The Cobra Statue from the Luxor Cachette is a granodiorite artifact from the New Kingdom era, approximately 1350 B.C. At nearly 80 centimeters in height, it represents a cobra, commonly seen in Egyptian iconography as a symbol of royalty and divine authority. Its darkened patina indicates its antiquity.
The statue captures the cobra in an upright, confrontational posture with a flared hood. The refined depiction of the scales and markings reflects the skill and precision of the carver.
A distinct hollow in the serpent's abdomen, likely designed to accommodate a missing element, is a noteworthy feature. The eyes, once adorned with precious inlays, are currently empty. The image of a sundisk engraved on the hood points to a connection with the sun god, Ra.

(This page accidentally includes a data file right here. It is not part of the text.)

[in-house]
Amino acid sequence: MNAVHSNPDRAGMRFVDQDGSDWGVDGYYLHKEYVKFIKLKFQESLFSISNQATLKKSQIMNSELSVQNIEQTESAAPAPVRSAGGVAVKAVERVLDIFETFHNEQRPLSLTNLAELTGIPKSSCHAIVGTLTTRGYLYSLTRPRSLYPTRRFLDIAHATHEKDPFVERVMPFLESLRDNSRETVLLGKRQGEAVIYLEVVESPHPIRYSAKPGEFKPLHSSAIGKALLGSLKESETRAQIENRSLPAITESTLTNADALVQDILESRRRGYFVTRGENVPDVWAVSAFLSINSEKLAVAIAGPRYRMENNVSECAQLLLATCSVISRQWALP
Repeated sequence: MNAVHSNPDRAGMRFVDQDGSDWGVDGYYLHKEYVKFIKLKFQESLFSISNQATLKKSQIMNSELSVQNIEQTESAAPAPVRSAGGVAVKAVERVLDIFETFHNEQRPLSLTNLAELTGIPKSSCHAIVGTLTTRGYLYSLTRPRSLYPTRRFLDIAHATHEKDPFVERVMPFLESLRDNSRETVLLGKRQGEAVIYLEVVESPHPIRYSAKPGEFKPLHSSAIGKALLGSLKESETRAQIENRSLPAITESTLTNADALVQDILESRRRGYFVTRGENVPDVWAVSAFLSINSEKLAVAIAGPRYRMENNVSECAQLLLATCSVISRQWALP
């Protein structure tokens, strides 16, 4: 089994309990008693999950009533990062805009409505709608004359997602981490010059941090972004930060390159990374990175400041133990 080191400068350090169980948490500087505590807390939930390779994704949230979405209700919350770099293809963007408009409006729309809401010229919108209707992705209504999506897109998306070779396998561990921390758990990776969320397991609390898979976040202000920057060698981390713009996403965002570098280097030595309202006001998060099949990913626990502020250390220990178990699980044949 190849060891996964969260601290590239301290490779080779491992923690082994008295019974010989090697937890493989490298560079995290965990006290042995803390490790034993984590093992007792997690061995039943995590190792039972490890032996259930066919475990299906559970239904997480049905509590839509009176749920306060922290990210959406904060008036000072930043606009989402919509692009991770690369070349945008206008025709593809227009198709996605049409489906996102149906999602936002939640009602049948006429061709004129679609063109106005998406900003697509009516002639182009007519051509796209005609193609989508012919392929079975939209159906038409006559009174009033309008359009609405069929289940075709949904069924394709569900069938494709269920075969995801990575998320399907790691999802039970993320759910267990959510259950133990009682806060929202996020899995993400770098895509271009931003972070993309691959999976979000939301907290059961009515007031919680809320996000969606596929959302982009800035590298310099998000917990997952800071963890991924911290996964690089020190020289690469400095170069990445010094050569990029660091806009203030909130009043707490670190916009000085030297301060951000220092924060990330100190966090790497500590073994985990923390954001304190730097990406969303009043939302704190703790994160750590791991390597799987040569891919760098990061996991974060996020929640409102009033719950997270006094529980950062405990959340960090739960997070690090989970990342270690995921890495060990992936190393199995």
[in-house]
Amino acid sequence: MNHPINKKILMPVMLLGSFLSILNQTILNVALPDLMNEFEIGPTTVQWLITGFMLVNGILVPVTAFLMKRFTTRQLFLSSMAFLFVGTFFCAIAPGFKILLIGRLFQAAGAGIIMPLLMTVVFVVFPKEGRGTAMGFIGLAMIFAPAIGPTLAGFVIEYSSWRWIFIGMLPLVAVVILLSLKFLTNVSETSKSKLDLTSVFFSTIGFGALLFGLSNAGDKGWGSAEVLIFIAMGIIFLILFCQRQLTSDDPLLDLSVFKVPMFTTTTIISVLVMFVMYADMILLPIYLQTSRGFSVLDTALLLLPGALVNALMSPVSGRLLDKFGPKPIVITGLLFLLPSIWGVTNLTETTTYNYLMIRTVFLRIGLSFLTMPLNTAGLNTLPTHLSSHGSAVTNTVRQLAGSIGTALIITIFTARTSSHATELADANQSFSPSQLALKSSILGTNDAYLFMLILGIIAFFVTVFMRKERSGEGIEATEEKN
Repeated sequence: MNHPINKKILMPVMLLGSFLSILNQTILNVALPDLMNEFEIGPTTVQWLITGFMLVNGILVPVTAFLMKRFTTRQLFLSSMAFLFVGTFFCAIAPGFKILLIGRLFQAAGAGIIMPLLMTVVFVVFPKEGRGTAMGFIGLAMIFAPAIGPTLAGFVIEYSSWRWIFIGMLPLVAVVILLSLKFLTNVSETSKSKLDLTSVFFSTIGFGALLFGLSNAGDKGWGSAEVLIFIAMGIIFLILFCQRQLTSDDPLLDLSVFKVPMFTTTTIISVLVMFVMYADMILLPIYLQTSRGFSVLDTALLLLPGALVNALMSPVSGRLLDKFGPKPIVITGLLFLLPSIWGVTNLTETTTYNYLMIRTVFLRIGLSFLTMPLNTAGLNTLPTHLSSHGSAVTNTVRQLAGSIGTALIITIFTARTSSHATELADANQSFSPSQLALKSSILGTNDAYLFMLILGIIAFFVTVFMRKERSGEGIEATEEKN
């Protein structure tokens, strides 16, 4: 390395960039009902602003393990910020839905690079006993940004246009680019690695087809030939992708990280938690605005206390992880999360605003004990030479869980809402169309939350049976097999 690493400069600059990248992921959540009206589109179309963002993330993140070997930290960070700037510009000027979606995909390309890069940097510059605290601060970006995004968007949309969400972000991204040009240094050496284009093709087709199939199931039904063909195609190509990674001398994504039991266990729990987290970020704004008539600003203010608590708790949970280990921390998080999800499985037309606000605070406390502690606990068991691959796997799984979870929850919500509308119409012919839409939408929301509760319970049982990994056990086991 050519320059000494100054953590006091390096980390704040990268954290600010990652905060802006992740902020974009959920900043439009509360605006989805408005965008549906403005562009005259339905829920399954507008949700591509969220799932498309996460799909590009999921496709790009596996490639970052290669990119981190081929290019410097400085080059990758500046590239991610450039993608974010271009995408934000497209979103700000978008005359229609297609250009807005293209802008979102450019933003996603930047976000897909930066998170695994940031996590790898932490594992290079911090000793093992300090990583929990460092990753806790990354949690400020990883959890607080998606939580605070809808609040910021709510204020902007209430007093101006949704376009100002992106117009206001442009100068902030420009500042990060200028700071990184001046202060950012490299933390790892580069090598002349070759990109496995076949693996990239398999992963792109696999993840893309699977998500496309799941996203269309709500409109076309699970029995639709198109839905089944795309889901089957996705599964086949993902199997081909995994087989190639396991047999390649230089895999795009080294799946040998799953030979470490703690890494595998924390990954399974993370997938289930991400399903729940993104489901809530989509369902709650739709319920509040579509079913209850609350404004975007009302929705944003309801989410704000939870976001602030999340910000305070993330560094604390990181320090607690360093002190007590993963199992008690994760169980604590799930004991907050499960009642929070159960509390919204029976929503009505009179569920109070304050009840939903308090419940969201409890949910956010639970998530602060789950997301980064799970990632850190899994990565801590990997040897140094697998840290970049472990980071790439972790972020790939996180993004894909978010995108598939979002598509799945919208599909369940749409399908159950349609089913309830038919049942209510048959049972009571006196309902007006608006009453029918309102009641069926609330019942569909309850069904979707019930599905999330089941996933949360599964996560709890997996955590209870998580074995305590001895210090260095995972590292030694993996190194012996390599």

Vital evidence of the statue’s origin and intention is suggested by faded hieroglyphs on the base. Despite erosional degradation, the symbols reference Pharaoh Amunhotep III, suggesting the statue's possible commission during his rule.
Considering its elements, such as the royal implication of the cobra, the sundisk symbolizing Ra, and the inscription mention of Amunhotep III, the statue may have functioned as an offering to Ra, a testament to the pharaoh's divine legitimacy, or both.
The cobra's representation in ancient Egyptian art and mythology often connotes power and celestial defense, and this artifact embodies these interpretations. While the statue showcases the artistic proficiency and spiritual conviction of its era, it also provides essential insight into religious practices in the context of the New Kingdom.